Further, new regulations have divided wellness programs into two types with specific rules for each. A highlight of the regulations is that they address the issue of employee discrimination based on health/disability, age, gender and other protected classes. These laws have created specific regulations to prevent employee discrimination in wellness programs. From January 1, 2014 onwards, employers have been required to ensure that their wellness programs comply with the final rule.

A webinar from TrainHR, a leading provider of professional training for human resources, will set these issues in the proper perspective. Susan Strauss, a national and international speaker, trainer, consultant and a recognized expert on workplace and school harassment and bullying, will be the speaker at this ninety-minute webinar, which is being organized on May 17.

Please visit  http://bit.ly/2PW8uaV to enroll for this webinar and gain clear insights into how to implement a nondiscriminatory and legally compliant set of employee wellness programs into your organization.

This webinar has been approved for 1.5 HR (General) recertification credit hours toward aPHR, PHR, PHRca, SPHR, GPHR, PHRi and SPHRi recertification through HR Certification Institute (HRCI).

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The aim of this learning session is to specifically help participants differentiate between the two types of wellness programs. While doing so, Dr. Strauss will explain why the knowledge of the ways by which these two types of wellness programs is important. She will list and explain the four standards required by the ACA for health-contingent wellness programs to follow to ensure nondiscrimination.

She will take up HIPAA and specific discrimination laws for discussion and explain the requirements for their compliance in wellness programs. Participants will be able to understand the difference between the reasonable alternative standard for activity-based wellness programs and the reasonable alternative standard for outcome-based plans. Dr. Strauss will also show the steps that the participants of this webinar can take to strategically plan a comprehensive wellness program.

She will cover the following areas at this webinar:

  • provide examples of how wellness programs have resulted in discrimination lawsuits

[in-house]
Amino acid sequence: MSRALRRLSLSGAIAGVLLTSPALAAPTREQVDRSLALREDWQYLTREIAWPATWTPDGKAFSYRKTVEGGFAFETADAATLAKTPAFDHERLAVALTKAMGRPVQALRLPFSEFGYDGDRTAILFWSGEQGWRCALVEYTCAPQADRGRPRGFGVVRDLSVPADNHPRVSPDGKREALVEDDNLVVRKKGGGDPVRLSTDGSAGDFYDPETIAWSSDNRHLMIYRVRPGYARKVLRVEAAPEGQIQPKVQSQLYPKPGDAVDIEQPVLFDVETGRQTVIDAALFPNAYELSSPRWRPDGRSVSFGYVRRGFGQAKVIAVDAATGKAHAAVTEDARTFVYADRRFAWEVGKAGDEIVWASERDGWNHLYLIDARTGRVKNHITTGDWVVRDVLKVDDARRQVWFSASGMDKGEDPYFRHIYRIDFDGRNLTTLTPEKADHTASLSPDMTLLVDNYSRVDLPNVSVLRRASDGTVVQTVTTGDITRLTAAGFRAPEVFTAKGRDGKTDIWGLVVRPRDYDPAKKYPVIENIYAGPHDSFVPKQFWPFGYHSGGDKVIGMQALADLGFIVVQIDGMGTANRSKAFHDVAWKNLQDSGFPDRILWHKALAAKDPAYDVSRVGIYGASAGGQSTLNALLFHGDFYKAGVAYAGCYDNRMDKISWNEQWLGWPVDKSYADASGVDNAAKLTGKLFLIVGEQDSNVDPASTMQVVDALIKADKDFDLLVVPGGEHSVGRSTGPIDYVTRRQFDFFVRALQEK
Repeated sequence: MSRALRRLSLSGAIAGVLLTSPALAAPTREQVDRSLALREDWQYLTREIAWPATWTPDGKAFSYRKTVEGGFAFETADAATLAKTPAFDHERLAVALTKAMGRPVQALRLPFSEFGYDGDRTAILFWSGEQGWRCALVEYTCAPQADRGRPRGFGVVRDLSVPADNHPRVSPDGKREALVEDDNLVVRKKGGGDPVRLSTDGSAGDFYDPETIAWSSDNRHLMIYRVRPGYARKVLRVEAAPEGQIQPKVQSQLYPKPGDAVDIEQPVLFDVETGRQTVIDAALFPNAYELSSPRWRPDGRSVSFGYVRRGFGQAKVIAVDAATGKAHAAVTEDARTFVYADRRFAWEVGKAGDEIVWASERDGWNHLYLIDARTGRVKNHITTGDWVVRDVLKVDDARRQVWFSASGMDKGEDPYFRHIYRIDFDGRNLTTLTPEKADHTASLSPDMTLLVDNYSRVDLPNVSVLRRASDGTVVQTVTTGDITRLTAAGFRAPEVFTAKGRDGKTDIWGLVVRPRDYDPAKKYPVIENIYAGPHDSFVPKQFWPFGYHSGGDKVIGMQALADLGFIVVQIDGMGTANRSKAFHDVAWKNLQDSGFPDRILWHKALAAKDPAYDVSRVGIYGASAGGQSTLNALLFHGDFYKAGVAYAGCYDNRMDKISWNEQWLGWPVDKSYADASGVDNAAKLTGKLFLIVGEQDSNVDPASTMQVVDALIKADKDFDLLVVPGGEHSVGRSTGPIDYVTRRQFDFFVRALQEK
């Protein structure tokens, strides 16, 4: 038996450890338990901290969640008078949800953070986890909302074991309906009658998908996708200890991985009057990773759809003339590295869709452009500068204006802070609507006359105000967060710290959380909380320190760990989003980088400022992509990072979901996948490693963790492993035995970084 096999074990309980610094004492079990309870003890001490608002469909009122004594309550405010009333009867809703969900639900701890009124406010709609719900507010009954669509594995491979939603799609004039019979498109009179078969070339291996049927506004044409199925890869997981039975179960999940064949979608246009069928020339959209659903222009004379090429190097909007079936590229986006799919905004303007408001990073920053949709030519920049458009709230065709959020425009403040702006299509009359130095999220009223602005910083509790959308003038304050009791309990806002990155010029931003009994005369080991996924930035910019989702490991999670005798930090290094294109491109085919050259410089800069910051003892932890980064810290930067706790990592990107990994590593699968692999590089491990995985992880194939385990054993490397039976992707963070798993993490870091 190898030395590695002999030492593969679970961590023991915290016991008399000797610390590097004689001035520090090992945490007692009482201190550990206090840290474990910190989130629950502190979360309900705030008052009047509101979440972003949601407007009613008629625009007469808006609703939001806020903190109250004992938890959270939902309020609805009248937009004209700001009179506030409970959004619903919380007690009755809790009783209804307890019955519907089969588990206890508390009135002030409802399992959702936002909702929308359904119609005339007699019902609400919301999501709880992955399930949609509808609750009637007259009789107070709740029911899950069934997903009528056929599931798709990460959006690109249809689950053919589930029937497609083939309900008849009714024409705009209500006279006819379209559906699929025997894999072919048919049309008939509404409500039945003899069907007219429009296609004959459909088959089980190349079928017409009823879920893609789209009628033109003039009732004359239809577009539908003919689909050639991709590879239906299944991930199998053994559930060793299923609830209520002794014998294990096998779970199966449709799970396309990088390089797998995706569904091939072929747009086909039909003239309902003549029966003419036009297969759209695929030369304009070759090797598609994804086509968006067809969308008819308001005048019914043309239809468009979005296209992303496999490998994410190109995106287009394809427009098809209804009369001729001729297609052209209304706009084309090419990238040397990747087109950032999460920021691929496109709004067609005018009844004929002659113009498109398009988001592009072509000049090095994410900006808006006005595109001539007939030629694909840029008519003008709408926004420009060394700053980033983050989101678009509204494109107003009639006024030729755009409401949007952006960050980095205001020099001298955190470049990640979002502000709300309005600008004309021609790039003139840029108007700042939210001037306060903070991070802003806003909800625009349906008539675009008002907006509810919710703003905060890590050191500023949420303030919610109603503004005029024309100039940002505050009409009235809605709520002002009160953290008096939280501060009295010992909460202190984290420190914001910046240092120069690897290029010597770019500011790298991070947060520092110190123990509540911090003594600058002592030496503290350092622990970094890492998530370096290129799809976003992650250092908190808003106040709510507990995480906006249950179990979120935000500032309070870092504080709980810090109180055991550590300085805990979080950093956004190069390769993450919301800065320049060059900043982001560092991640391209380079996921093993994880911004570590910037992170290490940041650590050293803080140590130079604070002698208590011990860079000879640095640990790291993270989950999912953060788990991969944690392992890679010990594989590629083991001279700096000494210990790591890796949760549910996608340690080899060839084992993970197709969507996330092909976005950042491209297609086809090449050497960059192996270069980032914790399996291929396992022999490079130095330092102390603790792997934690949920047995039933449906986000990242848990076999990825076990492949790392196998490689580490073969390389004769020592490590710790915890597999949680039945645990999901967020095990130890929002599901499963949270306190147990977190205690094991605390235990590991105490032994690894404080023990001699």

• explain the role that the ADA, GINA, FMLA, and other civil rights laws play in the design and development of your wellness strategy
  • provide specific examples of the alternative standards and why they are mandatory
  • list the benefits of a Wellness strategy to minimize healthcare costs for the organization and the employee
  • discuss the critical steps in designing and developing the Wellness strategy
  • plan an effective organization-wide implementation process
  • Establish an effective evaluation method of the Wellness program.

 

Personnel who are closely involved in employee wellness programs, such as CFO’s, Wellness Directors, Risk Management Directors, Occupational Health Nurses, Employers and Business owners, and Human Resources Specialists and Managers will benefit from this course in a big way.

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About the speaker:

Dr. Susan Strauss conducts harassment and bullying investigations and functions as an expert witness in harassment and bullying lawsuits. The popularity of these exercises can be gauged from the vast spectrum of sectors that her clients hail from: business, education, healthcare, law, and government organizations from both the public and private sector.

She has conducted research, written over 30 books, book chapters, and journal articles on harassment, bullying, and related topics. She appears on television and radio programs and is frequently interviewed for newspaper and journal articles.

 

Human Resources Training, workplace conflict resolution

TrainHR to organize 90-minute, HRCI-approved webinar on “What Every HR Professional Should Know about Coaching Toxic Personalities” on January 15, 2019